EU Competition Law: Text, Cases, and Materials provides a complete guide to European competition law in a single authoritative volume. Carefully selected extracts from key cases, academic articles, and statutory materials are accompanied by in-depth author commentary from three experienced academics in the field. Thorough footnoting and referencing give a tour of the available literature, making this an ideal text and stand-alone resource for undergraduate and postgraduate students, as well as for competition law scholars engaged in specialised study. This eighth edition has been fully updated with detailed coverage and commentary on recent developments. These include contemporary concerns about the objectives, interpretation, and application of competition law in the light of sustainability imperatives including the EU’s Green Deal, worldwide economic and political upheaval stemming in particular from the Covid-19 pandemic and the war in Ukraine, and continuing developments in the digital economy; the EU Courts’ judgments on Articles 101, 102, and mergers including Intel (RENV), Google and Alphabet, Google (Android), Slovak Telekom, Generics, Lundbeck, and CK Telecoms; cases on the Commission’s enforcement powers and judicial review, including Sped-Pro and Slovak Telekom; new legislation, guidelines, and notices (in final form or draft) on vertical agreements, horizontal agreements, and market definition; Commission actions in the pharmaceutical, energy, and financial sectors, including interaction with regulatory rules, liberalisation programmes, and intellectual property law; private litigation in the wake of the directive on damages, including the Court’s judgments in Sumal and Paccar; and thorough discussion of ongoing developments in competition law such as the Commission’s enforcement policy against cartels, the appraisal of mergers, the use of commitments decisions, the use of comfort letters during Covid-19 and the Commission’s revised notice on informal guidance, and the increasing activity by national competition authorities. The eighth edition contains an entirely new chapter on the digital economy, including detailed coverage of the Digital Markets Act.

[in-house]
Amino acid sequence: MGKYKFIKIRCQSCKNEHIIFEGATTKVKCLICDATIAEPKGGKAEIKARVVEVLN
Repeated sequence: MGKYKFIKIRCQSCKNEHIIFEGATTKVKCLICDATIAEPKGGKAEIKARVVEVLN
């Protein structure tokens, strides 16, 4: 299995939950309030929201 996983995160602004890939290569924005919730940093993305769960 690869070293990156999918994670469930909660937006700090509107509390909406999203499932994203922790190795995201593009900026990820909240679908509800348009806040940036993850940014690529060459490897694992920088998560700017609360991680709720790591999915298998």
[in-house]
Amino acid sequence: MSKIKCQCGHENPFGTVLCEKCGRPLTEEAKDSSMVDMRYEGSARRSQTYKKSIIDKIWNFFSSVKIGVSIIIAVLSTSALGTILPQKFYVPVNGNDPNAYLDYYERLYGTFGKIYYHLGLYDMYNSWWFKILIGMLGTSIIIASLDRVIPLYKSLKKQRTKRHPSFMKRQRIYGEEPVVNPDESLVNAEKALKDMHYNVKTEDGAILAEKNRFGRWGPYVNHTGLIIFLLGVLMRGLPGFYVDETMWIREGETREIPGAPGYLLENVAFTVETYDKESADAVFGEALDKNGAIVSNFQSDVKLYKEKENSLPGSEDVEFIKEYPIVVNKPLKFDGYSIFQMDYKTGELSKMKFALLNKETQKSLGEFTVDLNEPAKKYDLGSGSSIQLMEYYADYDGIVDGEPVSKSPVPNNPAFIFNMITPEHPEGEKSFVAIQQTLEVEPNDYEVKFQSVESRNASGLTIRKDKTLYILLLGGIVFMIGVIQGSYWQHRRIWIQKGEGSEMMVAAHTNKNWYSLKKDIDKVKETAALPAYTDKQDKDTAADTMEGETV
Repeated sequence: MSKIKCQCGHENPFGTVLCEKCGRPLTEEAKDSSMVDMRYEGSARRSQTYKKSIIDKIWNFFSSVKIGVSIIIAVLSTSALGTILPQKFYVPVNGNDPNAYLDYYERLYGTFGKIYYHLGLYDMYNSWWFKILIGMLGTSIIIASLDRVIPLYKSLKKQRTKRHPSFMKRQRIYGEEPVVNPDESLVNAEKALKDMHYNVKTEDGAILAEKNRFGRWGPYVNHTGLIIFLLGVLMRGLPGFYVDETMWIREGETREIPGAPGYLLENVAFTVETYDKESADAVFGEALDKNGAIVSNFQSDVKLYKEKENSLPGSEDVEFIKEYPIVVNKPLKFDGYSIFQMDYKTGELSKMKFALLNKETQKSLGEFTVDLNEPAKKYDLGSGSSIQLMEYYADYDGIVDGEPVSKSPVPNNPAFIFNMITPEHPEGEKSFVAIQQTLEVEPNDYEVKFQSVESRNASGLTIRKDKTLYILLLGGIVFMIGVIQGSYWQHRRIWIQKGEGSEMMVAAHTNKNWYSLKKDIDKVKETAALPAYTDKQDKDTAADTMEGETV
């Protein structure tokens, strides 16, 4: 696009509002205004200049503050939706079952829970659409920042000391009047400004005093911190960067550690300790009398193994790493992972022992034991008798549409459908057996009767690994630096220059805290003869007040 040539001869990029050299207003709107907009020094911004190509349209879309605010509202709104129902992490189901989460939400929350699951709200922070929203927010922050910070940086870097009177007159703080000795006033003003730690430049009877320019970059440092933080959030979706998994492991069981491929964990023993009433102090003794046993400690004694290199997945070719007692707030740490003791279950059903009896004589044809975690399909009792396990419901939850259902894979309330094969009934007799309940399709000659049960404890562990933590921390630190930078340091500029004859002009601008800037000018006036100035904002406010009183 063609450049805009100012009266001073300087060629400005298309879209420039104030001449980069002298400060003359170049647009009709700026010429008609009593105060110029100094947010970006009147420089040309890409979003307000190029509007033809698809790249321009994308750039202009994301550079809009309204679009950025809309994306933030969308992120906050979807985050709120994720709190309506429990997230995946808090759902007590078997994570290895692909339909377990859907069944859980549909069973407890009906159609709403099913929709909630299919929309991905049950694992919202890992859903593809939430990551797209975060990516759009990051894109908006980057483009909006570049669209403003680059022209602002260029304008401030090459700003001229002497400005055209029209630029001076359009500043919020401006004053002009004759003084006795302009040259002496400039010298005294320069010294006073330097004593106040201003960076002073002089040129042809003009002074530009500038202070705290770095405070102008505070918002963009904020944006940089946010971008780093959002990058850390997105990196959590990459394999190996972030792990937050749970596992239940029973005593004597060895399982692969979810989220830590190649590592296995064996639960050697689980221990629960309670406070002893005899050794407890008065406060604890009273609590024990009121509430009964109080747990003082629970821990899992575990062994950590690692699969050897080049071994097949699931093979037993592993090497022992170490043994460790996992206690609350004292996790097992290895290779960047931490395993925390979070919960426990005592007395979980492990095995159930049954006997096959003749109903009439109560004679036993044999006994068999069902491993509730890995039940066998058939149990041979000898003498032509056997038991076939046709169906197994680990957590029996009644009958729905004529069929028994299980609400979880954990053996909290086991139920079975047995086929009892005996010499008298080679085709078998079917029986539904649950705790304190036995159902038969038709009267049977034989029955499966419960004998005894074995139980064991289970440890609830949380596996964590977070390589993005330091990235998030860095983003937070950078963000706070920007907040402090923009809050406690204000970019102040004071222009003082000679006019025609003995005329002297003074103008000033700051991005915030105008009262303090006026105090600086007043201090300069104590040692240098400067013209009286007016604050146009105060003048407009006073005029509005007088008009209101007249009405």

Book